Should Education Be Mandatory Before Trading?
This week I read in the news the tragic story of a young trader who didn’t fully understand options trading before creating an account with Robinhood. According to the lawsuit the beginner trader incorrectly believed or possibly had miscommunicated to him, that an options trade that he had placed through the broker had led to a $730,000 loss, far beyond the potential loss of about $10,000 that he had initially accounted for as the worst case scenario. He tried to contact the broker on a number of occasions to clarify the situation but to no avail and, fearful of the impact such a huge loss would have on his parents’ finances, tragically took his own life.
Sadly, according to reports, in actuality the loss was covered by other options in his account. The parents of the unfortunate soul are now suing the broker as they feel he was not sufficiently educated by them to understand the potential ramifications of what he was doing.
This leads me to question whether enough is being done at the account opening process for those taking their first foray into trading. Although Robinhood does have an education section on their website, in reality, are young enthusiastic investors really going to take the time to read through it with care? When trading options in particular, there are so many nuances that could lead a trader to believe they are in a worse position than they exactly are.
Risk management is a vital skill for any trader. Understanding your downside risk really is the key to successful trading. This comes with both account management and trade management. When placing a trade it is not just prudent, but essential, to understand the maximum loss you could incur from any position. Professional traders in fact focus far more on the opportunity cost of a potential trade than the potential return. For example, if you think the S&P 500 will rise over the next month or so, how much are you willing to commit to test that theory? Understanding the risk/reward dynamics of trading is truly critical; not just to bringing in sustained profits but to avoid wiping out all the money in your account. This coupled with win ratios and probability can really make all the difference.
Options trading is slightly different. If you are buying options your downside is protected by the premium you pay. If you are selling options (puts/calls) the losses could, in theory, be limitless.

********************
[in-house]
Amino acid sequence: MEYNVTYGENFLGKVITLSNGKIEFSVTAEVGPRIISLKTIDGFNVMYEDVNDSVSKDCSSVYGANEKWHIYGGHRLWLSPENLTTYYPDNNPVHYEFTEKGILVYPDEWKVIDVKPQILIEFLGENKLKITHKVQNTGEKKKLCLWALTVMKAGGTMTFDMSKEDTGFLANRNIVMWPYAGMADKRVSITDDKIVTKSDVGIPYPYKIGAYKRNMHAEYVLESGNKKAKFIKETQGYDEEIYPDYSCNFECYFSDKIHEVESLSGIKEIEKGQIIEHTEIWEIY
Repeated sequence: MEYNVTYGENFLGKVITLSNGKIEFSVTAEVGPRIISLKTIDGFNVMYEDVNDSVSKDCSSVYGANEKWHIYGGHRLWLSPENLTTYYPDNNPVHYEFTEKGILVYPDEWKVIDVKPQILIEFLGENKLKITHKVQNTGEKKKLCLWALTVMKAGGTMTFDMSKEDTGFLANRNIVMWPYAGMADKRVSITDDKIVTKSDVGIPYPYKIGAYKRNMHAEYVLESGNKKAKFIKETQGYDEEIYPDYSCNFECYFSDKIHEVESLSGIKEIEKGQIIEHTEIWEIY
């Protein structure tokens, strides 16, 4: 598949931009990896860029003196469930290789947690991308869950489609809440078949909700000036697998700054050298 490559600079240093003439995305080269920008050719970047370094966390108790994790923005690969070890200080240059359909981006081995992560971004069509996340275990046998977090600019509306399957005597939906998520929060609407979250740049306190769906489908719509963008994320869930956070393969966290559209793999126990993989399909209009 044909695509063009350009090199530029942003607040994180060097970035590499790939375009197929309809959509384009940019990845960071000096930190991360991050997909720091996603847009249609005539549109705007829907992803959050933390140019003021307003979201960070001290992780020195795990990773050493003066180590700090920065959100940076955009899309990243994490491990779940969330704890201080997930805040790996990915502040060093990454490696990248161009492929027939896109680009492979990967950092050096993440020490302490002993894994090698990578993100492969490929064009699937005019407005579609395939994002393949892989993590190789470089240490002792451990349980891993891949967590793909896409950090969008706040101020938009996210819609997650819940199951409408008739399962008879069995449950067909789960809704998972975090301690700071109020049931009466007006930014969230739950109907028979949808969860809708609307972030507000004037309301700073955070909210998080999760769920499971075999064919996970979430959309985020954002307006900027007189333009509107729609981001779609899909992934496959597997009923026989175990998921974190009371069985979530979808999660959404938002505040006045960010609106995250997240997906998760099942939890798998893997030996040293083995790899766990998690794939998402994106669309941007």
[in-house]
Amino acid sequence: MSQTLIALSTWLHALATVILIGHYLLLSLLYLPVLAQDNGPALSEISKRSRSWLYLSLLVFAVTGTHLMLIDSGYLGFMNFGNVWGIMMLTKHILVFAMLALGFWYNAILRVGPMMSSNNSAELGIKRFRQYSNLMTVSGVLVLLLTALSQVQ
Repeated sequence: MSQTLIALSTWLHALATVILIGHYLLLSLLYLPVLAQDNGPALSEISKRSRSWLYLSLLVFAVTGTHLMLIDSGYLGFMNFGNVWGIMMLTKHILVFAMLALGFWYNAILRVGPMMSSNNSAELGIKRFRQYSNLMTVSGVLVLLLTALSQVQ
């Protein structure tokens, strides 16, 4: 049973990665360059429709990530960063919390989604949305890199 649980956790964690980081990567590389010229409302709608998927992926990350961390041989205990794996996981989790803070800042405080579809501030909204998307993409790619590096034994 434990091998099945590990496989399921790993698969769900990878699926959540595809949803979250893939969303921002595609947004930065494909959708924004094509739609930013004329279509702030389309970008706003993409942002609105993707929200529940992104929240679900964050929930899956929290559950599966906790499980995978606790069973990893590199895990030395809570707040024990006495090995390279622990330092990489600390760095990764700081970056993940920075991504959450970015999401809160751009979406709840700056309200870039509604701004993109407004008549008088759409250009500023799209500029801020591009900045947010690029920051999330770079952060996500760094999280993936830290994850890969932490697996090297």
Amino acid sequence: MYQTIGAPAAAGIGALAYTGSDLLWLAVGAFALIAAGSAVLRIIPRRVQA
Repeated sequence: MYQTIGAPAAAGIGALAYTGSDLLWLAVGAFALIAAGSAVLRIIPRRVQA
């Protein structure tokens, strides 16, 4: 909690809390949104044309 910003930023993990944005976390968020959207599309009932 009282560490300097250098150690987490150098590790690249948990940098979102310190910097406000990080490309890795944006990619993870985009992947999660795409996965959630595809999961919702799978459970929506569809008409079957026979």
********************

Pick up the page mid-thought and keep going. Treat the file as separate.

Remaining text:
If you buy a call option you are betting that the market will move higher. There is also a time decay element that needs to be considered too.
If you buy a put option you believe the market will fall. Again, the time factor needs to be considered.
If you are selling puts then you are doing this in the hope that the market does not fall and you collect the premium but, crucially, with selling puts the time decay works in your favour.
If you are selling calls, you are hoping that the market moves lower and you collect the premium. Again, the time decay works in your favour.
The best way to explain time decay is with sports betting. If you have a bet that Man Utd are going to beat Tottenham but the score is 0-0 then the closer you get to the end of the game then the less likely it is that they will score. This causes your cash out (or the value of your bet) to fall as time keeps moving forward toward the end of the game. This is time decay in a nutshell. Options always have a time value; you can, for instance, buy daily, weekly, monthly (etc) expiries.
My hope is that in the future, education becomes more prevalent at the account opening stage. Money is an extremely emotional subject for many, especially at the beginning of any trading journey. That this young trader was not given the relevant education, communication or support before putting money on a trade had truly awful consequences and I for one strongly hope, whatever the legal outcome, that lessons from this can be learned by brokers in order to avoid repeating this terribly sad story.